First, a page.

Date: 09/30/2002 at 22:31:22 From: Kevin Subject: Subscript vs. Superscipt Dear Dr. Math, I'm currently taking Algebra 1 and I was curious as to what subscript actually denotes. I am aware that superscript refers to exponents, but I wanted to know in what kind of situation would someone use subscript, and in what level of math you learn about it. Thanks!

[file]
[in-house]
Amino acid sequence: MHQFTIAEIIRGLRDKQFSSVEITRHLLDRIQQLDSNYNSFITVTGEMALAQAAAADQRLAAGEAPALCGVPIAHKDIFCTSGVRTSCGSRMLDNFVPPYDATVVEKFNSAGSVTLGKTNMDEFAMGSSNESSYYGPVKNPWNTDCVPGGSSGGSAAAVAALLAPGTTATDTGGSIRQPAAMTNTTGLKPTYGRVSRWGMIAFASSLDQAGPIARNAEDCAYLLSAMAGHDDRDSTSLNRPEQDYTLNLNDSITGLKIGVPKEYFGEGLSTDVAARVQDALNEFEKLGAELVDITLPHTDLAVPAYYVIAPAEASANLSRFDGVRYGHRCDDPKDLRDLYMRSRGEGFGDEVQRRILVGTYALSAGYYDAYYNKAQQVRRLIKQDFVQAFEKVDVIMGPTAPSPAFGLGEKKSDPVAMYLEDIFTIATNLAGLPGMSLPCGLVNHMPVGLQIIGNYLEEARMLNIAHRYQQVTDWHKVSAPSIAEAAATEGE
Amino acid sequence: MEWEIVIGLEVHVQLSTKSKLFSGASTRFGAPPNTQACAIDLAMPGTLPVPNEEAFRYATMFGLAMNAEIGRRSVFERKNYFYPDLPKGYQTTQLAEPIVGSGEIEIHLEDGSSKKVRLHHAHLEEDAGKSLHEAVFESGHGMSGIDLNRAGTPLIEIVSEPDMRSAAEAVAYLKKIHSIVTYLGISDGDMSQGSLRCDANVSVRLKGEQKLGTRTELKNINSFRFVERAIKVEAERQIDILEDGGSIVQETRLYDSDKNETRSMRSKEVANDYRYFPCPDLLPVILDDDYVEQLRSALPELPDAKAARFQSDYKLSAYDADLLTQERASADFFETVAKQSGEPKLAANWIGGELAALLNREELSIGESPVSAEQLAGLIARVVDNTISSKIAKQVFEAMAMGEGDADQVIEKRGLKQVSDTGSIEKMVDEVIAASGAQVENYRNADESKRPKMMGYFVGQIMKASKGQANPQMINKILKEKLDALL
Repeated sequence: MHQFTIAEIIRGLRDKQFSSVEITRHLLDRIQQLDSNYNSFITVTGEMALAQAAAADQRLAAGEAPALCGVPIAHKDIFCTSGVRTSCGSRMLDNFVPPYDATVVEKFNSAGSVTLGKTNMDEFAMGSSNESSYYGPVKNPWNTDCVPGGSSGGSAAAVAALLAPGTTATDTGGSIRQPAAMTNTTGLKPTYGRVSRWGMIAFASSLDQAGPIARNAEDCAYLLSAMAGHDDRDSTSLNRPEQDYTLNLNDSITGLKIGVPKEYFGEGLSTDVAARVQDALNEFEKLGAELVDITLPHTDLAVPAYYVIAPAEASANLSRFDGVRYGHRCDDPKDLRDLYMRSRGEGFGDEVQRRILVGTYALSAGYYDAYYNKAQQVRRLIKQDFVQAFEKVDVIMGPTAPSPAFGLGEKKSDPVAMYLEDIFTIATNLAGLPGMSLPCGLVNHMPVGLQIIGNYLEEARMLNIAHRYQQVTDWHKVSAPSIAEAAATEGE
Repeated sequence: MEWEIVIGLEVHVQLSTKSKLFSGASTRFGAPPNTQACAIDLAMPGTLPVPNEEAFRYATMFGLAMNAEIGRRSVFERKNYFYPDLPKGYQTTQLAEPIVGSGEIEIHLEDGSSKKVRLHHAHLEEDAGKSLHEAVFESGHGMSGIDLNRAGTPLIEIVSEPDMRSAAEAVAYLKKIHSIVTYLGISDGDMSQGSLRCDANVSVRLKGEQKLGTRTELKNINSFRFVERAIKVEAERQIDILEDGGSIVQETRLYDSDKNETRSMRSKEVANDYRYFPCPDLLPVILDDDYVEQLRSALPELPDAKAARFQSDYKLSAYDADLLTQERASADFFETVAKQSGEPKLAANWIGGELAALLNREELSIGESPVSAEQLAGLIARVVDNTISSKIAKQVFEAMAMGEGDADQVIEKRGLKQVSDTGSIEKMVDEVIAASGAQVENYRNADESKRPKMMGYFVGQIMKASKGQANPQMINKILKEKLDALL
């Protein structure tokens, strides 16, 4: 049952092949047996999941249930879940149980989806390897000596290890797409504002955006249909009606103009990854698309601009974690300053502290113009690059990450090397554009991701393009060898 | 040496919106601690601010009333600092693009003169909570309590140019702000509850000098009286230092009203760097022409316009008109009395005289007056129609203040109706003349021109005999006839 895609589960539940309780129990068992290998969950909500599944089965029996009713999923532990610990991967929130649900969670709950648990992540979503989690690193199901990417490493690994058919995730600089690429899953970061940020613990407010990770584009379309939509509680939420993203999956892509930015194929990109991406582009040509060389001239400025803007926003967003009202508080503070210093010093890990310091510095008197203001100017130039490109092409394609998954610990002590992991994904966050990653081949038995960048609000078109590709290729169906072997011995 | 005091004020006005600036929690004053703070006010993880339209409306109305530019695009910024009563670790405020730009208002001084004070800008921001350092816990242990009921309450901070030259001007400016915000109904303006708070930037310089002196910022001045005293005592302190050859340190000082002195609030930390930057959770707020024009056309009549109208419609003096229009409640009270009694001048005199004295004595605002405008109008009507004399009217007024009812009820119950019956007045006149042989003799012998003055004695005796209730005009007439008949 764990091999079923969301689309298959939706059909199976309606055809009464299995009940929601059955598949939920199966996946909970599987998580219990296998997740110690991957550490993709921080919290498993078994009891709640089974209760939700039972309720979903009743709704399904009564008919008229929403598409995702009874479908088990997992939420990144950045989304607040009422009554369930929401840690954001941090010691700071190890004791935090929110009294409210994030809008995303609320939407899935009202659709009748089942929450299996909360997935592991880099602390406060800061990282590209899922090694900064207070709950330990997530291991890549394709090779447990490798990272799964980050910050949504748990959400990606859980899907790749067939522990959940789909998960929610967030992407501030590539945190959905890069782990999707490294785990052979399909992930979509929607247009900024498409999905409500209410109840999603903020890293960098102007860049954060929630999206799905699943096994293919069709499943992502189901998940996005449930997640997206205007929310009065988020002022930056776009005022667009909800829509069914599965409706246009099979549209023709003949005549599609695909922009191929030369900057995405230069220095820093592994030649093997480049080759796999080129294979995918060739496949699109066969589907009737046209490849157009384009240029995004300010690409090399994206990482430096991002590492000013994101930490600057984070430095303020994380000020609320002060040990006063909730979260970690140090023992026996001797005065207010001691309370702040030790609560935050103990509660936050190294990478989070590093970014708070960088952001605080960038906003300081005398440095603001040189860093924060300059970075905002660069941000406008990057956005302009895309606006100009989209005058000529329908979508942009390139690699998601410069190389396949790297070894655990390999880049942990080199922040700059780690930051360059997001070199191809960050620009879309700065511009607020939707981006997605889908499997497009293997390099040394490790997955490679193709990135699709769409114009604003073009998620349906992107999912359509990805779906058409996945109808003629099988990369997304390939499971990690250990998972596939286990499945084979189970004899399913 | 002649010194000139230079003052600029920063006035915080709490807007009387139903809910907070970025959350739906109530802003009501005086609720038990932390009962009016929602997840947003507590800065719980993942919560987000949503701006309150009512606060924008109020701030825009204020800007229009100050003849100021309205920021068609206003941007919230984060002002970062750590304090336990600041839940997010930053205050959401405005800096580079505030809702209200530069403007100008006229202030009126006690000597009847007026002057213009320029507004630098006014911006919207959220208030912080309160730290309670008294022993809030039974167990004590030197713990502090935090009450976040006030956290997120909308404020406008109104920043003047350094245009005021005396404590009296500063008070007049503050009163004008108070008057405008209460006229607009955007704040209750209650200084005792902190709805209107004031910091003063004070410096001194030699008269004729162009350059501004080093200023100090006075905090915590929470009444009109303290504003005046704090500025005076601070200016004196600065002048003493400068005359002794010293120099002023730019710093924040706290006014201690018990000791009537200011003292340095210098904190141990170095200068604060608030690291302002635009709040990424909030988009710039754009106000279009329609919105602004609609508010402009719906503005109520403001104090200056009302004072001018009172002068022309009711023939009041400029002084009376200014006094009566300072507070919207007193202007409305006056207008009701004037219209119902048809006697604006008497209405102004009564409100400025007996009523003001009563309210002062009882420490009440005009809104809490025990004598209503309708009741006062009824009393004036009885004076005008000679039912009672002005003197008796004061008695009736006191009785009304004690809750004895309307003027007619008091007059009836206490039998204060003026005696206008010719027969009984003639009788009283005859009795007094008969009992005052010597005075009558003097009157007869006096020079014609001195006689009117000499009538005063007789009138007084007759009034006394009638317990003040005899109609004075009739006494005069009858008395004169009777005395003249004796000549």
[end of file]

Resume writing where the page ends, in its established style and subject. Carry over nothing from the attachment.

Date: 09/30/2002 at 23:37:35 From: Doctor Peterson Subject: Re: Subscript vs. Superscipt Hi, Kevin. A subscript is just a letter or number written to the right of something and below it. There's no reason it has to have any meaning; the superscript used for an exponent is just the notation someone chose long ago to use for powers, and has no inherent significance apart from that arbitrary choice. Subscripts are used in various ways, not as specifically as exponents. For example, if we have a sequence of numbers and want to use a variable to represent them, we often use a subscript to indicate the index in the sequence. That is, if the sequence is 1, 2, 3, 5, 8, ... then a = 1, a = 2, a = 3, a = 5, a = 8 1 2 3 4 5 This notation lets us talk about a n meaning the nth term in the sequence, so we can write statements like a = a + a n n-1 n-2 We also use subscripts just to label variables: v = new velocity, v = old velocity n o You will see both of these usages later in algebra, or in physics. I can't think of any reason to write something like 2 3 since subscripts do not denote an operation between two numbers. Ah! I take that back! We also use subscripts to indicate a base; often, to avoid confusion, we write out the name of the base, as in 10110 = 22 two ten Even here, it's not an operation, like exponentiation, but just a notation where the subscript is sort of an adjective, as in the other cases. If you have any further questions, feel free to write back. - Doctor Peterson, The Math Forum http://mathforum.org/dr.math/
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